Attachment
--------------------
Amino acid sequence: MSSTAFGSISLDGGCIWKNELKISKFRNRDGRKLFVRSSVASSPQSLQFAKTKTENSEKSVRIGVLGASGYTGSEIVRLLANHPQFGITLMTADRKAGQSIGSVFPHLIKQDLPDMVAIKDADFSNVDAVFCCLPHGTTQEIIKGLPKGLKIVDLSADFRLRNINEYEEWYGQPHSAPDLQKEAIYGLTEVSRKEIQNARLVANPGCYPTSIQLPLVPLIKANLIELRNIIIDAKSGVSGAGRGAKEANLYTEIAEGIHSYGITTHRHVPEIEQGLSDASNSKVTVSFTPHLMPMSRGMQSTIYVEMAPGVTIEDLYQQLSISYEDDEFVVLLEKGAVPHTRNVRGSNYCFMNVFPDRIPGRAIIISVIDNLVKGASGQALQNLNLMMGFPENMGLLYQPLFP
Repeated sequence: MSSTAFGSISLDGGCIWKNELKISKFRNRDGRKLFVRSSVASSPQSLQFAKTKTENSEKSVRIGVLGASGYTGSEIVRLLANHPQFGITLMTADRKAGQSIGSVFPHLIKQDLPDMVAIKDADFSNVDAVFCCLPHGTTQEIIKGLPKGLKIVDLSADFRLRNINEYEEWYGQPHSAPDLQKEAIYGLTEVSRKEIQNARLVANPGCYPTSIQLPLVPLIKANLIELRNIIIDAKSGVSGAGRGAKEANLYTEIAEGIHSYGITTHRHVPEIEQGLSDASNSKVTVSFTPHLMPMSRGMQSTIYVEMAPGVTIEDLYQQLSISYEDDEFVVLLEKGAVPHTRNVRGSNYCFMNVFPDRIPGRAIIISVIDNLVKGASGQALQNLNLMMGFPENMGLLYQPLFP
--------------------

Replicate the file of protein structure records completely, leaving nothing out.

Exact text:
Amino acid sequence: MSSTAFGSISLDGGCIWKNELKISKFRNRDGRKLFVRSSVASSPQSLQFAKTKTENSEKSVRIGVLGASGYTGSEIVRLLANHPQFGITLMTADRKAGQSIGSVFPHLIKQDLPDMVAIKDADFSNVDAVFCCLPHGTTQEIIKGLPKGLKIVDLSADFRLRNINEYEEWYGQPHSAPDLQKEAIYGLTEVSRKEIQNARLVANPGCYPTSIQLPLVPLIKANLIELRNIIIDAKSGVSGAGRGAKEANLYTEIAEGIHSYGITTHRHVPEIEQGLSDASNSKVTVSFTPHLMPMSRGMQSTIYVEMAPGVTIEDLYQQLSISYEDDEFVVLLEKGAVPHTRNVRGSNYCFMNVFPDRIPGRAIIISVIDNLVKGASGQALQNLNLMMGFPENMGLLYQPLFP
Repeated sequence: MSSTAFGSISLDGGCIWKNELKISKFRNRDGRKLFVRSSVASSPQSLQFAKTKTENSEKSVRIGVLGASGYTGSEIVRLLANHPQFGITLMTADRKAGQSIGSVFPHLIKQDLPDMVAIKDADFSNVDAVFCCLPHGTTQEIIKGLPKGLKIVDLSADFRLRNINEYEEWYGQPHSAPDLQKEAIYGLTEVSRKEIQNARLVANPGCYPTSIQLPLVPLIKANLIELRNIIIDAKSGVSGAGRGAKEANLYTEIAEGIHSYGITTHRHVPEIEQGLSDASNSKVTVSFTPHLMPMSRGMQSTIYVEMAPGVTIEDLYQQLSISYEDDEFVVLLEKGAVPHTRNVRGSNYCFMNVFPDRIPGRAIIISVIDNLVKGASGQALQNLNLMMGFPENMGLLYQPLFP